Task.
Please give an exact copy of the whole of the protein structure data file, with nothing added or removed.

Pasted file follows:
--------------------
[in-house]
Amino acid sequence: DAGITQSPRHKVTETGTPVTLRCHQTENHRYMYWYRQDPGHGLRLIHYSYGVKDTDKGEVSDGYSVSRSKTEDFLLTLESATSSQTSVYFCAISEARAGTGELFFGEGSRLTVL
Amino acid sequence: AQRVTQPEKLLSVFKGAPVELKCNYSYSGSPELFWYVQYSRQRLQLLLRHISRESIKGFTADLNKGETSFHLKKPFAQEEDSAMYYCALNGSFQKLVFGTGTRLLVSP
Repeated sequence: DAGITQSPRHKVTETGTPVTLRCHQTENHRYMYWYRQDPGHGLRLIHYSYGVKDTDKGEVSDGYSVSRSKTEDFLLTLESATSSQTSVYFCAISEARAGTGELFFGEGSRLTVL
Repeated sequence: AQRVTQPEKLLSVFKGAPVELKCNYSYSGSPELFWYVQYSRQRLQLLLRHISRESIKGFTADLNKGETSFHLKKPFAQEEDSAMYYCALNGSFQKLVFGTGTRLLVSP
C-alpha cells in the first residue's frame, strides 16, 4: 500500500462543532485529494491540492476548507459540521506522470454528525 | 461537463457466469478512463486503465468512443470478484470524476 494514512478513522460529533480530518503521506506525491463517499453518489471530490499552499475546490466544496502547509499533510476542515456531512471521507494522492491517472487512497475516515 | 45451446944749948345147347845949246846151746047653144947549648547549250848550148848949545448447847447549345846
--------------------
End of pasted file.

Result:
[in-house]
Amino acid sequence: DAGITQSPRHKVTETGTPVTLRCHQTENHRYMYWYRQDPGHGLRLIHYSYGVKDTDKGEVSDGYSVSRSKTEDFLLTLESATSSQTSVYFCAISEARAGTGELFFGEGSRLTVL
Amino acid sequence: AQRVTQPEKLLSVFKGAPVELKCNYSYSGSPELFWYVQYSRQRLQLLLRHISRESIKGFTADLNKGETSFHLKKPFAQEEDSAMYYCALNGSFQKLVFGTGTRLLVSP
Repeated sequence: DAGITQSPRHKVTETGTPVTLRCHQTENHRYMYWYRQDPGHGLRLIHYSYGVKDTDKGEVSDGYSVSRSKTEDFLLTLESATSSQTSVYFCAISEARAGTGELFFGEGSRLTVL
Repeated sequence: AQRVTQPEKLLSVFKGAPVELKCNYSYSGSPELFWYVQYSRQRLQLLLRHISRESIKGFTADLNKGETSFHLKKPFAQEEDSAMYYCALNGSFQKLVFGTGTRLLVSP
C-alpha cells in the first residue's frame, strides 16, 4: 500500500462543532485529494491540492476548507459540521506522470454528525 | 461537463457466469478512463486503465468512443470478484470524476 494514512478513522460529533480530518503521506506525491463517499453518489471530490499552499475546490466544496502547509499533510476542515456531512471521507494522492491517472487512497475516515 | 45451446944749948345147347845949246846151746047653144947549648547549250848550148848949545448447847447549345846